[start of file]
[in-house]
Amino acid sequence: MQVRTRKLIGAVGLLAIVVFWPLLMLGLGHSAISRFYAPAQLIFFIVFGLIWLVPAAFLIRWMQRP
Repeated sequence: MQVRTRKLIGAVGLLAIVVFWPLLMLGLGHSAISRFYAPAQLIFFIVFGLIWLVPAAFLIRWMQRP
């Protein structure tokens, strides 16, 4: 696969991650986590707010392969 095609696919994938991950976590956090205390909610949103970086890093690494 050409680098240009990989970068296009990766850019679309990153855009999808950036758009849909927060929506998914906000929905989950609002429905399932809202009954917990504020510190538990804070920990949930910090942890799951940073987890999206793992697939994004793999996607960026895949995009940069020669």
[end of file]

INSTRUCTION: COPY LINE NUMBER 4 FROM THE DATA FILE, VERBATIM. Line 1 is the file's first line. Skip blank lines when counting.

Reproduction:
């Protein structure tokens, strides 16, 4: 696969991650986590707010392969 095609696919994938991950976590956090205390909610949103970086890093690494 050409680098240009990989970068296009990766850019679309990153855009999808950036758009849909927060929506998914906000929905989950609002429905399932809202009954917990504020510190538990804070920990949930910090942890799951940073987890999206793992697939994004793999996607960026895949995009940069020669």